Needs Work: With Bradley’s height, point guard would seemingly be the ideal position for him at the next level, but he simply lacks that ability at this stage in his career. Running the point takes an endless amount of practice and repetition, meaning it’s extremely long odds that Bradley ever learns how to play that position effectively. He’s never been apt at playmaking or setting up teammates for open scoring opportunities. His court vision is well below average and often times at Texas the ball would deflate in his hands. Bradley will have to play shooting guard in the NBA and could be frustrated with those bigger defenders. It doesn’t help that he wasn’t exactly proficient at scoring on penetration in his one year at Texas and rarely got to the free throw line (where he shot a ghastly 55%). At 6’3, his future NBA coach will likely have to match Bradley on the defensive end with either a point guard or a shorter two-guard to prevent a destructive height mismatch.
Comparison Players: We’ve heard two ridiculous comparisons to Bradley — Russell Westbrook and Monta Ellis. While Westbrook entered the Draft with the same question marks about whether he could run the point, he was much better at attacking the rim to score and a more gifted passer. Bradley cannot score at nearly the same rate as Ellis or even the Clippers’ Eric Gordon. We see Jerryd Bayless in Bradley’s game: he lacks a true position, can catch fire from deep and is not an especially gifted passer. We can’t see Bayless or Bradley ever reaching All-Star levels during their NBA careers.
Best Case Scenario: Bradley only played one tumultuous year at the collegiate level and is just 19 years old, meaning there’s plenty of time and opportunity to improve those holes in his game. Although it’s likely Bradley won’t grow two inches, tweener guards have survived in the NBA before and they will again. Bradley already has a decent stroke from downtown and the athleticism to make plays for himself scoring-wise, but he could become an impact starter if he 1) makes defenders respect his penetration ability; 2) drastically improves his FT%; and 3) works on creating shot opportunities for others with the ball in his hands.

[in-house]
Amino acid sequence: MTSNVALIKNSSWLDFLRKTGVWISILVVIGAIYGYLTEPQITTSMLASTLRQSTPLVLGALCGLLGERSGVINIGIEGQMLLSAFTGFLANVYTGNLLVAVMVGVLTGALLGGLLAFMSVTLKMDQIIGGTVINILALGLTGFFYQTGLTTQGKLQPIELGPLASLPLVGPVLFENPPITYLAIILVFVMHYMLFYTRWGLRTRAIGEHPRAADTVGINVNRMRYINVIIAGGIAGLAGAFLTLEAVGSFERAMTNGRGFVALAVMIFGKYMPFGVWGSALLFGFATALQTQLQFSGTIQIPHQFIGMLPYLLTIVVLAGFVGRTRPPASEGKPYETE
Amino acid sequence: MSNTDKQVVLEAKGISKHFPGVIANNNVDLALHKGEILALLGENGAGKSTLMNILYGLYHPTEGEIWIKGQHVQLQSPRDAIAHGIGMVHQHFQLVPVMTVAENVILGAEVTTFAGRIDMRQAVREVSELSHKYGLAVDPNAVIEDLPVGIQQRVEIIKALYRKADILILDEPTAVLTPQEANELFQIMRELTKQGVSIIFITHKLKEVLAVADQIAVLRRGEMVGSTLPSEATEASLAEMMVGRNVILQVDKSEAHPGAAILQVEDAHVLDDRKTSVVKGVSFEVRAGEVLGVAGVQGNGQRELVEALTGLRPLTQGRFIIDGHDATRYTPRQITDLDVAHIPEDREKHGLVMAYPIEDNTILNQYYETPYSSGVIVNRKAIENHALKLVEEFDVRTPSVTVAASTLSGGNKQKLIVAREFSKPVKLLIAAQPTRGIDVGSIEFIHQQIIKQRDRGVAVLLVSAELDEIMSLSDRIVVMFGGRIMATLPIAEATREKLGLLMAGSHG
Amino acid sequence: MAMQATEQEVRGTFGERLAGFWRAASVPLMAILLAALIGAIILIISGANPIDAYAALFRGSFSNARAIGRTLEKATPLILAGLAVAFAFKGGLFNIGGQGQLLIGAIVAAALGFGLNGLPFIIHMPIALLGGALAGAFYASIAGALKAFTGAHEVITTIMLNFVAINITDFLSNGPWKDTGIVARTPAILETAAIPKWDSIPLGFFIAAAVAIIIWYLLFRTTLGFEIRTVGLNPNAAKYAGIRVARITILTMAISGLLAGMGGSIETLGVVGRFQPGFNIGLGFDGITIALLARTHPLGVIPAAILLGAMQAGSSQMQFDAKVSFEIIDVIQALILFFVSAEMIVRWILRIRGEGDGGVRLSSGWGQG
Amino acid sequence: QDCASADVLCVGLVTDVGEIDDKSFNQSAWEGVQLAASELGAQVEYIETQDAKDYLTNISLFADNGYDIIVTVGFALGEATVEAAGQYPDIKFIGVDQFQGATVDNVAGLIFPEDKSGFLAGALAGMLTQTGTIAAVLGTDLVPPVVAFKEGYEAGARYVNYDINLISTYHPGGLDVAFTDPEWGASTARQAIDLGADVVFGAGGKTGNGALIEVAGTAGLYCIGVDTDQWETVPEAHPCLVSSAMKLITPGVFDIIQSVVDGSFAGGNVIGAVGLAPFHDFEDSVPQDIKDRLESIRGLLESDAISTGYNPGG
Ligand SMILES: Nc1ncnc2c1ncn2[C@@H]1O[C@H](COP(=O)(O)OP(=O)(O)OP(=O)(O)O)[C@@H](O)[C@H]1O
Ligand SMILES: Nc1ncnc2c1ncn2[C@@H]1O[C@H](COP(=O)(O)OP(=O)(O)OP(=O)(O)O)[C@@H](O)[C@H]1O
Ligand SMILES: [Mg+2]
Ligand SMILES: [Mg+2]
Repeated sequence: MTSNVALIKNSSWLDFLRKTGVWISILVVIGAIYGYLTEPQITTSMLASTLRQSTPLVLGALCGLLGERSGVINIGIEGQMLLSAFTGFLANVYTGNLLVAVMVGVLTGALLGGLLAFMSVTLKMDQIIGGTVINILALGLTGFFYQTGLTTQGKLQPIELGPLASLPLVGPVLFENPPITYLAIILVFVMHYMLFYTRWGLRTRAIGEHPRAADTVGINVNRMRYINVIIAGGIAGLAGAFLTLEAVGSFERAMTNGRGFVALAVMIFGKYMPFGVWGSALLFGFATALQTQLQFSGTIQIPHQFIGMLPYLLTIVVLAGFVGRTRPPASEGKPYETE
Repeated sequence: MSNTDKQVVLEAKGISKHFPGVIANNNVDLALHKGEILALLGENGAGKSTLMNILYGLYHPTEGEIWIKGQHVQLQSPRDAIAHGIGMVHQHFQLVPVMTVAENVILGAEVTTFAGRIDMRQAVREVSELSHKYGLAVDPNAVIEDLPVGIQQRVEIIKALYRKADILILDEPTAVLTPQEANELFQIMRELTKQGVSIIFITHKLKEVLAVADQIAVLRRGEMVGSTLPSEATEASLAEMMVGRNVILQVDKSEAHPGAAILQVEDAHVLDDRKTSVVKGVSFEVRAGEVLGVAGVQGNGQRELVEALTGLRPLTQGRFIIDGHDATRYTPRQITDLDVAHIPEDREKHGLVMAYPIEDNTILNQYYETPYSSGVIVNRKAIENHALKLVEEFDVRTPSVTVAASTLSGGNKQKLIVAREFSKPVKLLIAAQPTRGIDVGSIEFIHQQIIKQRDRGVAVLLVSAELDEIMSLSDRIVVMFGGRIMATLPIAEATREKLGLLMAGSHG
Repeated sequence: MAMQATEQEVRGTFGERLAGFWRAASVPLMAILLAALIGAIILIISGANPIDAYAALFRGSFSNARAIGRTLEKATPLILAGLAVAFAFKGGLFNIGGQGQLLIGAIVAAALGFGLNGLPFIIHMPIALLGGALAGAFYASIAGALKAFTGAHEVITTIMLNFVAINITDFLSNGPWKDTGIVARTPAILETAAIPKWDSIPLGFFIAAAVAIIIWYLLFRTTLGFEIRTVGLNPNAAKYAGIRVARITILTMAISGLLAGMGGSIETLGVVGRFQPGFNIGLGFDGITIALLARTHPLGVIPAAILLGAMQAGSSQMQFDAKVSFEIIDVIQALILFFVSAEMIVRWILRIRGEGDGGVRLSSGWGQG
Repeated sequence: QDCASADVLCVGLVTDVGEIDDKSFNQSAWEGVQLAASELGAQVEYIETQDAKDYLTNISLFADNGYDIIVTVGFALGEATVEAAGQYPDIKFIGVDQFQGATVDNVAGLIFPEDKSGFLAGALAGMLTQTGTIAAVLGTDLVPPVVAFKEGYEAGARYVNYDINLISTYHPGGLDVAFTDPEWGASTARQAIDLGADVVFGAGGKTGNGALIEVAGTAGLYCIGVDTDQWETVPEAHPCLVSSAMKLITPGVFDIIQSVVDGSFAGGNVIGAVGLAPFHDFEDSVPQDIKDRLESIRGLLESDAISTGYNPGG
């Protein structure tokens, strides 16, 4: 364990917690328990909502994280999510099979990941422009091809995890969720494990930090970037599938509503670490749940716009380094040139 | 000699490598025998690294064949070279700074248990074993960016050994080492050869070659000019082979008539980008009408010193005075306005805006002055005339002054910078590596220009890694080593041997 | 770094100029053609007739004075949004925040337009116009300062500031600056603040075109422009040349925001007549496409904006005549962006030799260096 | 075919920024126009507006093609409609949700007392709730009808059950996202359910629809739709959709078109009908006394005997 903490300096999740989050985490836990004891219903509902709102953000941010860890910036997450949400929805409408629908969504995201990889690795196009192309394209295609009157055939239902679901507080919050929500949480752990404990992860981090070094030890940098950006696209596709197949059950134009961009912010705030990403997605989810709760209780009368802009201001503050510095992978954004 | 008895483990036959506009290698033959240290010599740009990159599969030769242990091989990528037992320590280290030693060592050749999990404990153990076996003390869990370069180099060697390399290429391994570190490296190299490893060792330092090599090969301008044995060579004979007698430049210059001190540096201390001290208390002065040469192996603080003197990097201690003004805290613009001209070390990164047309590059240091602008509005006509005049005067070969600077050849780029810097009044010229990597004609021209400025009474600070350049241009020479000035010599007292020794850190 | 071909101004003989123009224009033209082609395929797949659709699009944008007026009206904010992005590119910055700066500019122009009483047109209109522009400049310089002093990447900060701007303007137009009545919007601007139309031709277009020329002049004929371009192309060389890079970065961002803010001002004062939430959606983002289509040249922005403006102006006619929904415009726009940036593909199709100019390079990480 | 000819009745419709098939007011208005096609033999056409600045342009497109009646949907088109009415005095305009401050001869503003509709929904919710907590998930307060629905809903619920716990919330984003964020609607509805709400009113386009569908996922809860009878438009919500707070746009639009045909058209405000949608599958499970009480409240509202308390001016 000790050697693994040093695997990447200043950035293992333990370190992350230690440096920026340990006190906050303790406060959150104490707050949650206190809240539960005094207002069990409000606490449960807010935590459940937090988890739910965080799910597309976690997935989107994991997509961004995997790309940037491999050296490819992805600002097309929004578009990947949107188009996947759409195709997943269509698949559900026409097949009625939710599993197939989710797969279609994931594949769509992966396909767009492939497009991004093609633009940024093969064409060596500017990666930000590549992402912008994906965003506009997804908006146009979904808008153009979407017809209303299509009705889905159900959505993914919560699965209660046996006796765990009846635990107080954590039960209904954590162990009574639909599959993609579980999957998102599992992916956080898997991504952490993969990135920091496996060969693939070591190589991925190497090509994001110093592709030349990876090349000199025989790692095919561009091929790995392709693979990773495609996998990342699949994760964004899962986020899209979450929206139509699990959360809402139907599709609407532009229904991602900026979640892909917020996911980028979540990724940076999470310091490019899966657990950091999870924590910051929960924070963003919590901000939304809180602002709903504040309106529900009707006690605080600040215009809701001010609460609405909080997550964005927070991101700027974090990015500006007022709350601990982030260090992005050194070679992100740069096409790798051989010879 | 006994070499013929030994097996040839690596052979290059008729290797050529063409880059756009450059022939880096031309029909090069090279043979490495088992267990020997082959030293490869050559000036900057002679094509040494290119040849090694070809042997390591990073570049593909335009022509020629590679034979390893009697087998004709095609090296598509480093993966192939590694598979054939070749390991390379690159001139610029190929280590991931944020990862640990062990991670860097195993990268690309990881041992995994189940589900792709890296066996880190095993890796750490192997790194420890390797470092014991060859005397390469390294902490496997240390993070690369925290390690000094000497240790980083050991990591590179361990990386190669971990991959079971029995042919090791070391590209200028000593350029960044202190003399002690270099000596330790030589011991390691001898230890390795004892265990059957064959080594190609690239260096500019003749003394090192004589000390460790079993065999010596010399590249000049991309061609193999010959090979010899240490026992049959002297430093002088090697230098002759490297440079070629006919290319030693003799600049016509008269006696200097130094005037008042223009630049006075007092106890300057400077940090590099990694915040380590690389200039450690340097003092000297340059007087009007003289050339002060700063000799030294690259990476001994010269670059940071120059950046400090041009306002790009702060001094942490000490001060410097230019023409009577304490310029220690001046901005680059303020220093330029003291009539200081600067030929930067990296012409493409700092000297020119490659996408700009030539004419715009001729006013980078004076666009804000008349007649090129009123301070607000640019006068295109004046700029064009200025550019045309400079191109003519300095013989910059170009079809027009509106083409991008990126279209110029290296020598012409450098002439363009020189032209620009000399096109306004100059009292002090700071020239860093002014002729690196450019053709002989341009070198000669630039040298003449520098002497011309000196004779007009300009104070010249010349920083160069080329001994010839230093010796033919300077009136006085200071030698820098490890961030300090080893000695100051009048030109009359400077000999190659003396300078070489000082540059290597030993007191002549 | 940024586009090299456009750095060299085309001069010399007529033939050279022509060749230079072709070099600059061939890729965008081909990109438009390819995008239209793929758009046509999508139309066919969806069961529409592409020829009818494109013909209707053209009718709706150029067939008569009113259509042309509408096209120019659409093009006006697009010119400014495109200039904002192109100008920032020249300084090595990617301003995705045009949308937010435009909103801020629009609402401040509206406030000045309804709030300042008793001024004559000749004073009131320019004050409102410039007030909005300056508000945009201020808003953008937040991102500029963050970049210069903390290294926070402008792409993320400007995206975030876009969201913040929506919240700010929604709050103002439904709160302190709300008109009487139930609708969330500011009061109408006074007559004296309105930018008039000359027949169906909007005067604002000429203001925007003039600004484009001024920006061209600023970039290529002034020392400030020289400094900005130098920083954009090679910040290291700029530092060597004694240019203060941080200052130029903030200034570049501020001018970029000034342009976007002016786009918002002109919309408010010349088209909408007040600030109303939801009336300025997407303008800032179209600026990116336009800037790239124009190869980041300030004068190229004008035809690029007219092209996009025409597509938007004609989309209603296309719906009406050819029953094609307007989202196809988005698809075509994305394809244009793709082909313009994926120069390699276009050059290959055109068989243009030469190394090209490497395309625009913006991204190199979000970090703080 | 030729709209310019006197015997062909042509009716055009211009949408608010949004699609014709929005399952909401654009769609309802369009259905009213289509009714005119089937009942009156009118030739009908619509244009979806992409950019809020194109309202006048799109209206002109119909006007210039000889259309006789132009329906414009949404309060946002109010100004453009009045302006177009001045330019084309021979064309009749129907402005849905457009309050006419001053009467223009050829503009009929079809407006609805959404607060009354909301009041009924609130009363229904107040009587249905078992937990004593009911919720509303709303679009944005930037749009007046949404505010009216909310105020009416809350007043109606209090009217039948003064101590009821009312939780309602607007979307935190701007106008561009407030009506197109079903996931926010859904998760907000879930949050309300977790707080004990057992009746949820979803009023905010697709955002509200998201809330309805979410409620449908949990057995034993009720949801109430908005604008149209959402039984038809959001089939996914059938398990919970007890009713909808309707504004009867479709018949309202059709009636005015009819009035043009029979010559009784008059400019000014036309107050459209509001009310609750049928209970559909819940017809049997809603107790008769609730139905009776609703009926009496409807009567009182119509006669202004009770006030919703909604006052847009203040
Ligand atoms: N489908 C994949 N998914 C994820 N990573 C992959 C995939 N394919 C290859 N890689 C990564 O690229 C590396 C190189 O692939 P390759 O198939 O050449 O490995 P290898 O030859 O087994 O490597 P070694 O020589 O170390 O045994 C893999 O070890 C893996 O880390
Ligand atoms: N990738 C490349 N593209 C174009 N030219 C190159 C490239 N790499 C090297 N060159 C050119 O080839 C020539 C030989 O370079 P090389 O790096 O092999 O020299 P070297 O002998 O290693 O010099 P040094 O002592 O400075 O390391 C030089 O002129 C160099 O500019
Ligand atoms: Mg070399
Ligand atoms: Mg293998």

2013 Projection: Our best guess for Avery Bradley is that he’ll be a 7th or 8th man for a contending team in three seasons. There are too many limitations to his game to project much loftier heights at this point. His defensive intensity and three-point shooting ability should keep him in most rotations for years to come.
Best NBA Fit: Hopefully Bradley sticks with a team that values defense and gives him a chance to develop his overall floor game. The highest Bradley could go is #10 to the Pacers depending on how much they believe he can improve to Westbrook’s level. If not, Chicago at #17 and Miami at #18 are possibilities. We know Pat Riley loves drafting tough-minded, physical and athletic guards with some scoring punch. With both the Bulls’ Tom Thibodeau and the Heat’ Erik Spoelstra, Bradley’s defense will certainly be valued properly.
* Zach Hayes contributed this profile to RTC